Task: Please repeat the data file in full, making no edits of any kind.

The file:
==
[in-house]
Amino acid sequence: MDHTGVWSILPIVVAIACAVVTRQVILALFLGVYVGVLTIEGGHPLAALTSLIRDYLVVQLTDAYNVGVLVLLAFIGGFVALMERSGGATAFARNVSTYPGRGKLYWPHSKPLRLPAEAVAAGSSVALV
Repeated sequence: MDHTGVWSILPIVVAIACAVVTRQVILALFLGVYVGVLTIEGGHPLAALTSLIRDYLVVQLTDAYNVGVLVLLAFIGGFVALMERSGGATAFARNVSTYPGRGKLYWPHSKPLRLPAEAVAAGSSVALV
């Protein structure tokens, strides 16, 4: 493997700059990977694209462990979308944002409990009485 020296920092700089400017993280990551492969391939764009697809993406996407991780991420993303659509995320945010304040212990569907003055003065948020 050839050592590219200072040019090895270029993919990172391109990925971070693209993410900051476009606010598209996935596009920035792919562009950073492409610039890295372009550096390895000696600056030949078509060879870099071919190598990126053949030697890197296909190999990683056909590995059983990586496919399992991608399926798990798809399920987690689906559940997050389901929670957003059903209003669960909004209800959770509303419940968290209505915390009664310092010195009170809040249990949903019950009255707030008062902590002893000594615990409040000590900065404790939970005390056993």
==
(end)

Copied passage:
[in-house]
Amino acid sequence: MDHTGVWSILPIVVAIACAVVTRQVILALFLGVYVGVLTIEGGHPLAALTSLIRDYLVVQLTDAYNVGVLVLLAFIGGFVALMERSGGATAFARNVSTYPGRGKLYWPHSKPLRLPAEAVAAGSSVALV
Repeated sequence: MDHTGVWSILPIVVAIACAVVTRQVILALFLGVYVGVLTIEGGHPLAALTSLIRDYLVVQLTDAYNVGVLVLLAFIGGFVALMERSGGATAFARNVSTYPGRGKLYWPHSKPLRLPAEAVAAGSSVALV
């Protein structure tokens, strides 16, 4: 493997700059990977694209462990979308944002409990009485 020296920092700089400017993280990551492969391939764009697809993406996407991780991420993303659509995320945010304040212990569907003055003065948020 050839050592590219200072040019090895270029993919990172391109990925971070693209993410900051476009606010598209996935596009920035792919562009950073492409610039890295372009550096390895000696600056030949078509060879870099071919190598990126053949030697890197296909190999990683056909590995059983990586496919399992991608399926798990798809399920987690689906559940997050389901929670957003059903209003669960909004209800959770509303419940968290209505915390009664310092010195009170809040249990949903019950009255707030008062902590002893000594615990409040000590900065404790939970005390056993």